Jaws forever changed the way many of us think about sharks. But not in a way that’s fair to the animals. They have a lot more to fear from humans than we do of them. But long before we showed up they faced something far more dangerous than Quint, Hooper, and Brody. A new report says that 19 million years ago, 90% of the planet’s shark population inexplicably vanished. In a “mysterious mass extinction” that greatly reduced shark diversity.
Researchers in Science shared their findings about early Miocene extinction in pelagic sharks. (A study we first came across at Science News.) Yale University paleobiologist and oceanographer Elizabeth Sibert and, at the time, undergrad student at Bar Harbor, Maine’s College of the Atlantic, Leah Rubin, studied shark teeth “buried in deep sea sediment” in two regions of the Pacific Ocean. What they found was “evidence for a previously unknown major extinction event” that occurred roughly 19 million years ago.
The causes of this previously unknown abrupt extinction are a mystery. Sibert and Rubin write “there is no known climatic and/or environmental driver of this extinction.” What they have learned though is that the results were devastating. Not only did it wipe out 90% of the entire shark population, it killed 70% of shark diversity. Modern sharks as we know them began to diversify from the survivors “within two to five million years after the extinction.” However, “they represent only a minor sliver of what sharks once were.”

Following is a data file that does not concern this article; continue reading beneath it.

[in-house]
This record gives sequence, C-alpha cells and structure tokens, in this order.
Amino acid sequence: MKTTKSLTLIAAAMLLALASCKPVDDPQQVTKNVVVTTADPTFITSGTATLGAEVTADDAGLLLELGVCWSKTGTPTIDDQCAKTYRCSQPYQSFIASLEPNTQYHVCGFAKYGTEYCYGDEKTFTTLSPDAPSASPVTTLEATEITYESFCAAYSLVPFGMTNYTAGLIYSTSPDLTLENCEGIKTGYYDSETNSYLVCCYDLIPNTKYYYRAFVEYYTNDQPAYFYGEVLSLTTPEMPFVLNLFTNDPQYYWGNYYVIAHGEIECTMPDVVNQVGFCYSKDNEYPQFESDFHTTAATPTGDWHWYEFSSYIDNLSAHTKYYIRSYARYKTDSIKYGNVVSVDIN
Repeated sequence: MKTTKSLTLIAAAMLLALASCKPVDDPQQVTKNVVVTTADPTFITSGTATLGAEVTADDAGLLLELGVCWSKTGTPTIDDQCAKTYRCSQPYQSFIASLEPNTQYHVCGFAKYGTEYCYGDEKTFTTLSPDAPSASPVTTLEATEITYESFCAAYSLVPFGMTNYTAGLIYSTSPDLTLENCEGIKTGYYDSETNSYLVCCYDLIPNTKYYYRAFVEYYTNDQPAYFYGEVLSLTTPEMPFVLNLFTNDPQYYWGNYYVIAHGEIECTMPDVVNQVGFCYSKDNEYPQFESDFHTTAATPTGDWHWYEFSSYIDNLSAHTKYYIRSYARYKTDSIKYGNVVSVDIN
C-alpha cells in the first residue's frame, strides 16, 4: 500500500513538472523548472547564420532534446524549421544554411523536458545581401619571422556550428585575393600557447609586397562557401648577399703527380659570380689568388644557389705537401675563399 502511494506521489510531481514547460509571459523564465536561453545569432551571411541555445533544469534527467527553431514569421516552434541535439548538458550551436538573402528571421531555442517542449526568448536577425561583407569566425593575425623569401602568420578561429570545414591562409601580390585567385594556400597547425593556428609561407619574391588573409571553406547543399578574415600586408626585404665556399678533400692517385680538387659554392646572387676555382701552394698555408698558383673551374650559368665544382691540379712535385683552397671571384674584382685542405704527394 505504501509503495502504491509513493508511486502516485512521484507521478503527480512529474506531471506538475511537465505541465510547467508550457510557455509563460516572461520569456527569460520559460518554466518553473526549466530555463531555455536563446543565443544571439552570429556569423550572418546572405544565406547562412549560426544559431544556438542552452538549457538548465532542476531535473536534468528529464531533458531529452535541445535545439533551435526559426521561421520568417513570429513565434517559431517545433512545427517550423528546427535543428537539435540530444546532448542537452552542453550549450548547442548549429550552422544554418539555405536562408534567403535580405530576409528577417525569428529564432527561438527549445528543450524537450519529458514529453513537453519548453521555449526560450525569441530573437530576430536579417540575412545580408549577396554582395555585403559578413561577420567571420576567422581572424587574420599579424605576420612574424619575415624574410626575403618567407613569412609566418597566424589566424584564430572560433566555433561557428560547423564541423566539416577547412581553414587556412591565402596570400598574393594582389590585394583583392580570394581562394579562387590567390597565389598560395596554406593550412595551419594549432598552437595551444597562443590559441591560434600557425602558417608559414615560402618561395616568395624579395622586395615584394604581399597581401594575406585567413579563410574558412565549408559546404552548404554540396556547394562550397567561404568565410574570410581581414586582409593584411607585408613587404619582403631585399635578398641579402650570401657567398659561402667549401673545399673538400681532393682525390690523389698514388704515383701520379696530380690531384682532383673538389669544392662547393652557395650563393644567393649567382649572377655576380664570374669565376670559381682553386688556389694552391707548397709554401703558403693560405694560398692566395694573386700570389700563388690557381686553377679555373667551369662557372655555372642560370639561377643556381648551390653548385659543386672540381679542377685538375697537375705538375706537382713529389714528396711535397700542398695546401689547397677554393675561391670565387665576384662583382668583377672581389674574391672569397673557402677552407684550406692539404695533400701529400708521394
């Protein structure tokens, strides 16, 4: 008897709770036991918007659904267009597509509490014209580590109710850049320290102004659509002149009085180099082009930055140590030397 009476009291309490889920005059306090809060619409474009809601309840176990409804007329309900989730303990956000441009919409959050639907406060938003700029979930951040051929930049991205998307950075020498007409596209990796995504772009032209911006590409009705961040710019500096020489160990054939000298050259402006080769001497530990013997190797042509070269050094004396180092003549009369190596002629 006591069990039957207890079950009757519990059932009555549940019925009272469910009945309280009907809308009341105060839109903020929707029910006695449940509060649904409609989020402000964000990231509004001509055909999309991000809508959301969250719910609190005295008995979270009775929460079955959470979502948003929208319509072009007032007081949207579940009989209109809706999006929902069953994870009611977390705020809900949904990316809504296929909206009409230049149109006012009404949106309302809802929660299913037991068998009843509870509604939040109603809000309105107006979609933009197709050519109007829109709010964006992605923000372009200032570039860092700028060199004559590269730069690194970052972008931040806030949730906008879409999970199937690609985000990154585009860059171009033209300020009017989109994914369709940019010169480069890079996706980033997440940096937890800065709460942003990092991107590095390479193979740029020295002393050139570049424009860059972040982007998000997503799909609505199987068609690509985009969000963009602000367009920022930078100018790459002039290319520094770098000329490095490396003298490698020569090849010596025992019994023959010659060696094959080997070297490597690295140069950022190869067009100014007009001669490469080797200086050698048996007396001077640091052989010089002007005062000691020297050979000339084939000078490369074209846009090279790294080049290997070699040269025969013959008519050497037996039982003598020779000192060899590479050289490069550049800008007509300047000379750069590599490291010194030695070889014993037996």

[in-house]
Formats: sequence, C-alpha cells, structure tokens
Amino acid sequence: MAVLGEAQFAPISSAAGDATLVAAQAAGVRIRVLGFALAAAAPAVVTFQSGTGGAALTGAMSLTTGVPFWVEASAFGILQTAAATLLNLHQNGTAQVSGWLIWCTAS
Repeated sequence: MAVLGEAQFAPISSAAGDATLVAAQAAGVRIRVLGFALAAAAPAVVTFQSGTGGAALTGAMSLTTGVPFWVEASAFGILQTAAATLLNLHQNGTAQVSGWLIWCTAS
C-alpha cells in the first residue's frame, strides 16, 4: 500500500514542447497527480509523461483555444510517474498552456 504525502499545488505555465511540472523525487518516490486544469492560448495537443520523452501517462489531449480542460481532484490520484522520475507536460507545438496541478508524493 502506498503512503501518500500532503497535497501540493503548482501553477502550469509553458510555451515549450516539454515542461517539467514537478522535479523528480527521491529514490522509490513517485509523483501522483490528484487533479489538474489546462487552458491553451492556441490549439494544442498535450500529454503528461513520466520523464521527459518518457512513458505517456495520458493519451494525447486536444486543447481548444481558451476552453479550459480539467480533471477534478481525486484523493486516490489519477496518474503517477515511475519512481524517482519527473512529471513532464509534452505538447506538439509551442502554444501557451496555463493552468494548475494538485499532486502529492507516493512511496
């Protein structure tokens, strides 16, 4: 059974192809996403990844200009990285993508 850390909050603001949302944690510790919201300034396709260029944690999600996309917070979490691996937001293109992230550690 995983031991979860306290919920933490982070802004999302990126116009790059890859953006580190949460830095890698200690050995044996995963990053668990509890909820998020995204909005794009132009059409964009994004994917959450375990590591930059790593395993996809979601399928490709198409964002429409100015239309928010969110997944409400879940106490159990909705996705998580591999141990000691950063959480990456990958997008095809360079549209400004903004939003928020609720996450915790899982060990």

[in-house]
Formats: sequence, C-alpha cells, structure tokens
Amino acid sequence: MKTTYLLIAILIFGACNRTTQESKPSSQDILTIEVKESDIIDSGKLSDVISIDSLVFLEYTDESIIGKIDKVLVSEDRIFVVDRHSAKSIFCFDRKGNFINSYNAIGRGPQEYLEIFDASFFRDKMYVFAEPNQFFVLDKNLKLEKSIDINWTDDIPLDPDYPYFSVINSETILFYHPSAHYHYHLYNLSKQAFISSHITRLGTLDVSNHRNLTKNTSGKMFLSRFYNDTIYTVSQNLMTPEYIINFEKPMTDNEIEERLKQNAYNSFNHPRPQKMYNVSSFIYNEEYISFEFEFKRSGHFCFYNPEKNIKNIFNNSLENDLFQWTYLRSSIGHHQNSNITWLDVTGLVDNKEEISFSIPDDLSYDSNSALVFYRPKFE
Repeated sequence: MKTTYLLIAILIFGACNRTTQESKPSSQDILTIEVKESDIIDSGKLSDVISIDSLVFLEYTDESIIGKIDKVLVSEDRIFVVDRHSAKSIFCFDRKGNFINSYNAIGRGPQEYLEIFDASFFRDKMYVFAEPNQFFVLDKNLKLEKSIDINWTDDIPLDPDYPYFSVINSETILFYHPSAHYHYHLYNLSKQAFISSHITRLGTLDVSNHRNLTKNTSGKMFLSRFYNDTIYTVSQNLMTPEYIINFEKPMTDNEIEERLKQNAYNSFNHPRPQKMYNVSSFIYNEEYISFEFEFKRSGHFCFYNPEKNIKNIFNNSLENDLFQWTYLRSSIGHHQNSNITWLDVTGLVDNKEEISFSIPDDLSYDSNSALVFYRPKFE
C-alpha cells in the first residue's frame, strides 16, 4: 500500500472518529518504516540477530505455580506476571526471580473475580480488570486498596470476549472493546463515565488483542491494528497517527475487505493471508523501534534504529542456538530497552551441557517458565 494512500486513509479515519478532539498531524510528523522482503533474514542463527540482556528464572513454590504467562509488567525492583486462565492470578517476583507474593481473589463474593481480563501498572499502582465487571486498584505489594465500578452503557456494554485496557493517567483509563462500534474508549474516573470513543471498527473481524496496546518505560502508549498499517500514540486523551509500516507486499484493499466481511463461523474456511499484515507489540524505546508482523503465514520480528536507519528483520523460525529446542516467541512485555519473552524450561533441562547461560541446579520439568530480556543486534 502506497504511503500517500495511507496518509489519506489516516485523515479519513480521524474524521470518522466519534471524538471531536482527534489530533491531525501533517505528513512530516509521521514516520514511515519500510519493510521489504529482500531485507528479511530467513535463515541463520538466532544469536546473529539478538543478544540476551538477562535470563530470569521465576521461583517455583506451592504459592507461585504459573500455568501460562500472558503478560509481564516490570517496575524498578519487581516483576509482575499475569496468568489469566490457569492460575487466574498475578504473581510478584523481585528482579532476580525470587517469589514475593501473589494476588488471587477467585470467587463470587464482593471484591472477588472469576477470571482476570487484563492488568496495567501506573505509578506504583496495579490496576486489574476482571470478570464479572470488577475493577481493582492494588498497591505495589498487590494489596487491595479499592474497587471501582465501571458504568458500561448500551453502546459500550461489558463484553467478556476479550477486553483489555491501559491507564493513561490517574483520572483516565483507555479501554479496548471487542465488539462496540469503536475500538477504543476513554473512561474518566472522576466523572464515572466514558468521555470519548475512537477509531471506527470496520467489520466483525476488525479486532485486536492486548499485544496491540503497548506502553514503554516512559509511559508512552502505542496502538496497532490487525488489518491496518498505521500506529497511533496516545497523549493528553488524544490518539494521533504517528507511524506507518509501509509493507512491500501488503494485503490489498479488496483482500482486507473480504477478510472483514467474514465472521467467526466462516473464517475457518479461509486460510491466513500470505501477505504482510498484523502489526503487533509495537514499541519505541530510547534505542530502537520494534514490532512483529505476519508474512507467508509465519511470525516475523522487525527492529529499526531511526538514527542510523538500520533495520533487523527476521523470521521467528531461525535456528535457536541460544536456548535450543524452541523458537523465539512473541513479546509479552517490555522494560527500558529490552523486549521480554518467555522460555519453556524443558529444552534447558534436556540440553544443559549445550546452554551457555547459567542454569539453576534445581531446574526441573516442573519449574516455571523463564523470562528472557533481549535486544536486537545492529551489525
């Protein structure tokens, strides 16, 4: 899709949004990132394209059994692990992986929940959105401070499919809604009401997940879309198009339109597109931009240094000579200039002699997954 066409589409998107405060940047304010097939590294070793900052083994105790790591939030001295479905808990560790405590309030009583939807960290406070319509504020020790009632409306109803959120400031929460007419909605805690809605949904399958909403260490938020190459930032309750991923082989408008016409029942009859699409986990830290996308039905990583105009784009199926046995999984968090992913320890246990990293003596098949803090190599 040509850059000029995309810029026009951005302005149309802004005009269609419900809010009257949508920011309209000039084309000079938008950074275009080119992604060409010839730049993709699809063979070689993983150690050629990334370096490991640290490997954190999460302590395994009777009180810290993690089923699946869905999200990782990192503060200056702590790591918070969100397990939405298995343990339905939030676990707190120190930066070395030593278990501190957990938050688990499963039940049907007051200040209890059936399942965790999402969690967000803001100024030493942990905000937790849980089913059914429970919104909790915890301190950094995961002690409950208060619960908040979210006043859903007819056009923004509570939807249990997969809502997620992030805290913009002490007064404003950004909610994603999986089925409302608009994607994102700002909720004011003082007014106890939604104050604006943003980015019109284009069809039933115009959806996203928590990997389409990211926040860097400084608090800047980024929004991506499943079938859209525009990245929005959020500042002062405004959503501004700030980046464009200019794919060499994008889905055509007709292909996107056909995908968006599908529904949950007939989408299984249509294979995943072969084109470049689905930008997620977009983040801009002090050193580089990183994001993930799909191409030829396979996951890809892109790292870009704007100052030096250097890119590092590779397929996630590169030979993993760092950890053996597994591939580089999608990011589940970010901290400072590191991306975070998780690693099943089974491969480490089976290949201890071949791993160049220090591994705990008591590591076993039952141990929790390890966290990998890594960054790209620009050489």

But this event is just another reminder of how resilient these sea creatures really are. Sharks have been around for at least 420 million years. We know they have “survived four of the ‘big five’ mass extinctions.” Now we know they also survived their own mysterious personal apocalypse too.
Hopefully they can also survive over fishing and an unfair big screen rep.